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Identification of the dominant sulfate-reducing bacterial partner of anaerobic methanotrophs of the ANME-2 clade

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Schreiber,  Lars
Department of Molecular Ecology, Max Planck Institute for Marine Microbiology, Max Planck Society;

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Holler,  Thomas
Department of Microbiology, Max Planck Institute for Marine Microbiology, Max Planck Society;

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Knittel,  Kartin
Department of Molecular Ecology, Max Planck Institute for Marine Microbiology, Max Planck Society;

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Meyerdierks,  Anke
Department of Molecular Ecology, Max Planck Institute for Marine Microbiology, Max Planck Society;

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Amann,  Rudolf
Department of Molecular Ecology, Max Planck Institute for Marine Microbiology, Max Planck Society;

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Schreiber10.pdf
(Publisher version), 519KB

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Citation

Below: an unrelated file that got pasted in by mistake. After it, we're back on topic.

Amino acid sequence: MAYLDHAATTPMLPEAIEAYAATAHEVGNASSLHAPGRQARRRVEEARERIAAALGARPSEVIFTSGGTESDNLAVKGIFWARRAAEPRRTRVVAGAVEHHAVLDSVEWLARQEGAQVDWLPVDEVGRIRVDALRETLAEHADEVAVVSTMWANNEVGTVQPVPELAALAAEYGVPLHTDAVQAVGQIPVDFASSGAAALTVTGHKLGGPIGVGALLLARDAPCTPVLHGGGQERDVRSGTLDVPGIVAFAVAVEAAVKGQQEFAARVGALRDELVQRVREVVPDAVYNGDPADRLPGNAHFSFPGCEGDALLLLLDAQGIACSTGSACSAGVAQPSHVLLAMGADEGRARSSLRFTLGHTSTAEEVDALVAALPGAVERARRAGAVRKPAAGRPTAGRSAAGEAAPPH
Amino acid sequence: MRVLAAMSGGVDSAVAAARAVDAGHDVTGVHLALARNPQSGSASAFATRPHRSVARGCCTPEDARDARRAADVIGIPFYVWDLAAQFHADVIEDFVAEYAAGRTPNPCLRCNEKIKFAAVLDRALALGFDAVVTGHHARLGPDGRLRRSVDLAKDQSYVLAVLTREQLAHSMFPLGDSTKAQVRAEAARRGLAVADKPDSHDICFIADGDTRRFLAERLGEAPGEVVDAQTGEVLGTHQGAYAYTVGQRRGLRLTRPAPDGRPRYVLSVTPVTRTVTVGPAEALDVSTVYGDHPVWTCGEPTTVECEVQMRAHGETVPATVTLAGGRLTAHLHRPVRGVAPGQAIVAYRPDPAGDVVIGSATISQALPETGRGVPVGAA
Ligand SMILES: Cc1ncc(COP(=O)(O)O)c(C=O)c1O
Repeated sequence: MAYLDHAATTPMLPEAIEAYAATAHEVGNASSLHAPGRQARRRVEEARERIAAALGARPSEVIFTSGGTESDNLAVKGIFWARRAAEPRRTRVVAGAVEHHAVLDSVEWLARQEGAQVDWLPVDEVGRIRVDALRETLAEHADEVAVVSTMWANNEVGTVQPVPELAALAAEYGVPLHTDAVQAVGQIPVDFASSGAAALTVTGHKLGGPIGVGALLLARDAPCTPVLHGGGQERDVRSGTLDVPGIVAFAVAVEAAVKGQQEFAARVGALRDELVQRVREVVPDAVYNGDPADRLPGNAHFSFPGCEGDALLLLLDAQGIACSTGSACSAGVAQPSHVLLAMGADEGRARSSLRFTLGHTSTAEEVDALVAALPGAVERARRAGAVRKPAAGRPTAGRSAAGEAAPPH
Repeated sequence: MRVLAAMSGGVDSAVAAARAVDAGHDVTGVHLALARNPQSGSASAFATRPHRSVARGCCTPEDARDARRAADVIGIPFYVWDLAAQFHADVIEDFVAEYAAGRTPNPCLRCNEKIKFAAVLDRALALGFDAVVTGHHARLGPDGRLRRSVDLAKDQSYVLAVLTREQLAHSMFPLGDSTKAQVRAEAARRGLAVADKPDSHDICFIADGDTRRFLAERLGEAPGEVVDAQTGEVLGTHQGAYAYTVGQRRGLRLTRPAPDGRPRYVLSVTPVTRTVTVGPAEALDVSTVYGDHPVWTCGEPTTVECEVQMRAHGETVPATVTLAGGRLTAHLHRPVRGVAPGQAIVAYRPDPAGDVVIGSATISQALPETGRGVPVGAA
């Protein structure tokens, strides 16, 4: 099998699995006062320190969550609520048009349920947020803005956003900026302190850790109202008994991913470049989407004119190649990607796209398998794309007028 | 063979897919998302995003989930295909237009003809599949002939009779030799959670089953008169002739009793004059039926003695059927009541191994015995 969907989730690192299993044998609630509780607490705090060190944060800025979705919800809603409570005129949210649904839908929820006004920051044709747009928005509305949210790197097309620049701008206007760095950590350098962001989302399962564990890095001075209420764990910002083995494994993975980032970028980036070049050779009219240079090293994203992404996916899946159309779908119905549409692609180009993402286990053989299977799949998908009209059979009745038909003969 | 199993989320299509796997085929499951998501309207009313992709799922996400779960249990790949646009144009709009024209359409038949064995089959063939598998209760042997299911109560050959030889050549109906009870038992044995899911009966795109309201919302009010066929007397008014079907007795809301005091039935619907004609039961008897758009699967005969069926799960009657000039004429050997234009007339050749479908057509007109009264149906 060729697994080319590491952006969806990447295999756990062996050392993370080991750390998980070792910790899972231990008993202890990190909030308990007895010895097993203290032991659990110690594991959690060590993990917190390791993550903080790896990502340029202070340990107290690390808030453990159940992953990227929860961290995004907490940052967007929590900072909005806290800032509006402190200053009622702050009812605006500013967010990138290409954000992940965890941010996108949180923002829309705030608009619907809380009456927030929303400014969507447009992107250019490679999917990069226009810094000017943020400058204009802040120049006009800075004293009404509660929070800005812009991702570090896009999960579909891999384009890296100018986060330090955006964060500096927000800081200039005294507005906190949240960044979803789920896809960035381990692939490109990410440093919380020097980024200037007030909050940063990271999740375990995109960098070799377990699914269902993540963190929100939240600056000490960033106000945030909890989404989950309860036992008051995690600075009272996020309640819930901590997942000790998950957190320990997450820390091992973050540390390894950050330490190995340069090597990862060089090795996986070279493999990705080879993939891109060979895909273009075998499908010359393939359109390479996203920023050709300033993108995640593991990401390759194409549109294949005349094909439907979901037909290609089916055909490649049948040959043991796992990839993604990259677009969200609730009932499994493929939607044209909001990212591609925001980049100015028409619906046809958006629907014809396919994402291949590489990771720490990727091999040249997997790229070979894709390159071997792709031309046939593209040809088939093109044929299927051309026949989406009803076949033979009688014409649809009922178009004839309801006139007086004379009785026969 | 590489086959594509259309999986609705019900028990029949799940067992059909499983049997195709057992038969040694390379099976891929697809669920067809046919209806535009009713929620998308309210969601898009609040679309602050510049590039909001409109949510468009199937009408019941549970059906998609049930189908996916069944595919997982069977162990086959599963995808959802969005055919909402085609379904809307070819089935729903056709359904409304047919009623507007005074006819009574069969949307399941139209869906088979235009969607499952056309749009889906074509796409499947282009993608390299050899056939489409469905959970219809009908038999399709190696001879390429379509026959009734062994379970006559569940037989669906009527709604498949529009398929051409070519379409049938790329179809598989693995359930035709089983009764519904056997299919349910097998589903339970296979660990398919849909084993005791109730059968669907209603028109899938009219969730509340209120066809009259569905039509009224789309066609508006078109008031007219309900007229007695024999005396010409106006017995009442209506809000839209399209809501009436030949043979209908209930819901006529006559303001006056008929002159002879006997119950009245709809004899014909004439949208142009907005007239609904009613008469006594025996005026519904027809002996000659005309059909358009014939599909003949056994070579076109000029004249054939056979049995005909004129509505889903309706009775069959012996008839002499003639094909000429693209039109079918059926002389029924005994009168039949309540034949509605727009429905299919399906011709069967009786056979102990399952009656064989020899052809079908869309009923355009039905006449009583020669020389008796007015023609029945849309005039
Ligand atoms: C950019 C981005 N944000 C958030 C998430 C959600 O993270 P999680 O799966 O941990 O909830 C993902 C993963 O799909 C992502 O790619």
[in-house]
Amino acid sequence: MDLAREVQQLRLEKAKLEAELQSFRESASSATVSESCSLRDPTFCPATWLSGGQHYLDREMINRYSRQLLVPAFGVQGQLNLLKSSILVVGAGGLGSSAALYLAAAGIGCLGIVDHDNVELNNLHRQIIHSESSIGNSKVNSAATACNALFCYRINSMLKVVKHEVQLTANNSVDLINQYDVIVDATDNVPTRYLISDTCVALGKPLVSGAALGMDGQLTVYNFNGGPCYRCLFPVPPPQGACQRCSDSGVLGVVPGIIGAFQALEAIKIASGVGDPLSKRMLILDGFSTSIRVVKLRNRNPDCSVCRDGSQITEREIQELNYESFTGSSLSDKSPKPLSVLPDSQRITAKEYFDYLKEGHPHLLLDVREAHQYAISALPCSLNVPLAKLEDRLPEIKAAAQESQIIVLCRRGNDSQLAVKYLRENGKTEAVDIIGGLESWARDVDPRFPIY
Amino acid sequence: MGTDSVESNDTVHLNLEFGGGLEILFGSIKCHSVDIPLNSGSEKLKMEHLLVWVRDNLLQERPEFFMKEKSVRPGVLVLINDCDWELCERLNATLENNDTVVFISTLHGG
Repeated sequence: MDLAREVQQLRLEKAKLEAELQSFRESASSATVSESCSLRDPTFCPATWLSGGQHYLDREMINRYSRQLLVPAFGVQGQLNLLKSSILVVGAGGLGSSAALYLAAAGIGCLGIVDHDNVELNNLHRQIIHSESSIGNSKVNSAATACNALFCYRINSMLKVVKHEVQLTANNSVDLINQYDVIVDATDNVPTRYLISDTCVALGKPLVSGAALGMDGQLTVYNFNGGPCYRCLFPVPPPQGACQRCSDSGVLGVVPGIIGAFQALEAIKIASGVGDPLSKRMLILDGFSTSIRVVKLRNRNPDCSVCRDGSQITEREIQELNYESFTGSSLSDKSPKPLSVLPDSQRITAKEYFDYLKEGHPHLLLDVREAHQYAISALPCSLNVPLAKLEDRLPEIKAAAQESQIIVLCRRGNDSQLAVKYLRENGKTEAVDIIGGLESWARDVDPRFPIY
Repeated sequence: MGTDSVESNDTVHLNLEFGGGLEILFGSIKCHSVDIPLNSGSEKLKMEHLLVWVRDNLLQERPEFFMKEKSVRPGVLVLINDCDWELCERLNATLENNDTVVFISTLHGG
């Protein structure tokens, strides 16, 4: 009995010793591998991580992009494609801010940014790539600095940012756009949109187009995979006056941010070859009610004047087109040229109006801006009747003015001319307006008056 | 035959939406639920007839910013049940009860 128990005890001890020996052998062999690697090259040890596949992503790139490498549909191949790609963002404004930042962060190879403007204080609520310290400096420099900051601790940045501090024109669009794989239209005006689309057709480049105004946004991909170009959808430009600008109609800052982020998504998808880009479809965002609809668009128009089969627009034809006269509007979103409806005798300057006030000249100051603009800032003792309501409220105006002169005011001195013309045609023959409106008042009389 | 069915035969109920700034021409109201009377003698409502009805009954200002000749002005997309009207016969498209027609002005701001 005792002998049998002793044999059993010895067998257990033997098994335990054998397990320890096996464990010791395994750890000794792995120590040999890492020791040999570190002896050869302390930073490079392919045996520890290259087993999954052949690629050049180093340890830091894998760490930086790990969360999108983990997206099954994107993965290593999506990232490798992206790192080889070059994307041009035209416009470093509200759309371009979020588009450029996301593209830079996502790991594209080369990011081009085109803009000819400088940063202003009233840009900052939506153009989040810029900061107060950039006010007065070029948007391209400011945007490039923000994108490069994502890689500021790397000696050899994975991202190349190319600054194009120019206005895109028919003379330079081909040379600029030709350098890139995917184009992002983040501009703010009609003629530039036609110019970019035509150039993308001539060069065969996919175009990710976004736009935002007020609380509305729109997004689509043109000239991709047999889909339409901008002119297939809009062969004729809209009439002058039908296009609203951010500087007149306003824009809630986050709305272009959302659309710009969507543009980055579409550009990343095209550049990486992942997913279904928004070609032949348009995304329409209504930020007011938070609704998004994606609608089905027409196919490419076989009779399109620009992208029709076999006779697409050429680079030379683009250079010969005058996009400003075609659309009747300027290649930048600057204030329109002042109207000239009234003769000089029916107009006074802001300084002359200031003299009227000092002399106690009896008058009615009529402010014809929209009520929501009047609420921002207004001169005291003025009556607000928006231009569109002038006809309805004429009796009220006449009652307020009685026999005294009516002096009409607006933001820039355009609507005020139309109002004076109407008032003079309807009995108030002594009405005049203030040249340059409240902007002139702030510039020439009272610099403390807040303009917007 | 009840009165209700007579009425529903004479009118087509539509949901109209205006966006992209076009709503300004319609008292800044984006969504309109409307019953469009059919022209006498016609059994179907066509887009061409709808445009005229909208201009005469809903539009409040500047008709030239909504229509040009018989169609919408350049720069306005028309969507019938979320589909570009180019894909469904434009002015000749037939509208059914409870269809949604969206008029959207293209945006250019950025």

Schreiber, L., Holler, T., Knittel, K., Meyerdierks, A., & Amann, R. (2010). Identification of the dominant sulfate-reducing bacterial partner of anaerobic methanotrophs of the ANME-2 clade. Environmental Microbiology, 12(8), 2327-2340.


Cite as: http://hdl.handle.net/21.11116/0000-0001-CB82-7
Abstract
The anaerobic oxidation of methane (AOM) with sulfate as terminal electron acceptor is mediated by consortia of methanotrophic archaea (ANME) and sulfate-reducing bacteria (SRB). Whereas three clades of ANME have been repeatedly studied with respect to phylogeny, key genes and genomic capabilities, little is known about their sulfate-reducing partner. In order to identify the partner of anaerobic methanotrophs of the ANME-2 clade, bacterial 16S rRNA gene libraries were constructed from cultures highly enriched for ANME-2a and ANME-2c in consortia with Deltaproteobacteria of the Desulfosarcina/Desulfococcus group (DSS). Phylogenetic analysis of those and publicly available sequences from AOM sites supported the hypothesis by Knittel and colleagues that the DSS partner belongs to the diverse SEEP-SRB1 cluster. Six subclusters of SEEP-SRB1, SEEP-SRB1a to SEEP-SRB1f, were proposed and specific oligonucleotide probes were designed. Using fluorescence in situ hybridization on samples from six different AOM sites, SEEP-SRB1a was identified as sulfate-reducing partner in up to 95% of total ANME-2 consortia. SEEP-SRB1a cells exhibited a rod-shaped, vibrioid, or coccoid morphology and were found to be associated with subgroups ANME-2a and ANME-2c. Moreover, SEEP-SRB1a was also detected in 8% to 23% of ANME-3 consortia in Haakon Mosby Mud Volcano sediments, previously described to be predominantly associated with SRB of the Desulfobulbus group. SEEP-SRB1a contributed to only 0.3% to 0.7% of all single cells in almost all samples indicating that these bacteria are highly adapted to a symbiotic relationship with ANME-2.